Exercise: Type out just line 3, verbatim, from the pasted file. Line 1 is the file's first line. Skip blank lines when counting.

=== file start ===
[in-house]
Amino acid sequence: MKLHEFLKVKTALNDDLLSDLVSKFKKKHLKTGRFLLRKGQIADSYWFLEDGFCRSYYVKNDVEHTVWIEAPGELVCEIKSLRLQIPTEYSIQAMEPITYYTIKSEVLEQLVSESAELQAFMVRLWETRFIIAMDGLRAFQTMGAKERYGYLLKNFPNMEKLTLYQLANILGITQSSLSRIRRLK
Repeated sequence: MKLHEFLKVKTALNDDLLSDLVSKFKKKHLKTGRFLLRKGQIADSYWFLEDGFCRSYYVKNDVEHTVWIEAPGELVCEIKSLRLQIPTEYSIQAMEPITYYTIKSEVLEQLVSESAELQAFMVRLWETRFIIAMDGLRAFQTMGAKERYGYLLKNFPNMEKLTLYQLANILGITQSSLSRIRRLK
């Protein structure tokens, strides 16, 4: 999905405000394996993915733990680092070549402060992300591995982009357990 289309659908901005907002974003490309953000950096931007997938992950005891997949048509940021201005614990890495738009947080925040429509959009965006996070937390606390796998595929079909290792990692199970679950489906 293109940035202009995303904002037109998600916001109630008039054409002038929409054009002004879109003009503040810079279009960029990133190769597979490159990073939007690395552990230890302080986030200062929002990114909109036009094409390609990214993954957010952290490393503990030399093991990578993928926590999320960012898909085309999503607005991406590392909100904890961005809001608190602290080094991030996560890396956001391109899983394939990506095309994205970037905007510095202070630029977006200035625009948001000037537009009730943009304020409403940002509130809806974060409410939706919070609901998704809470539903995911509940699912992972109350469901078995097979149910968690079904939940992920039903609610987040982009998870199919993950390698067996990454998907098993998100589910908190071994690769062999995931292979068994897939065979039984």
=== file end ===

Repeated sequence: MKLHEFLKVKTALNDDLLSDLVSKFKKKHLKTGRFLLRKGQIADSYWFLEDGFCRSYYVKNDVEHTVWIEAPGELVCEIKSLRLQIPTEYSIQAMEPITYYTIKSEVLEQLVSESAELQAFMVRLWETRFIIAMDGLRAFQTMGAKERYGYLLKNFPNMEKLTLYQLANILGITQSSLSRIRRLK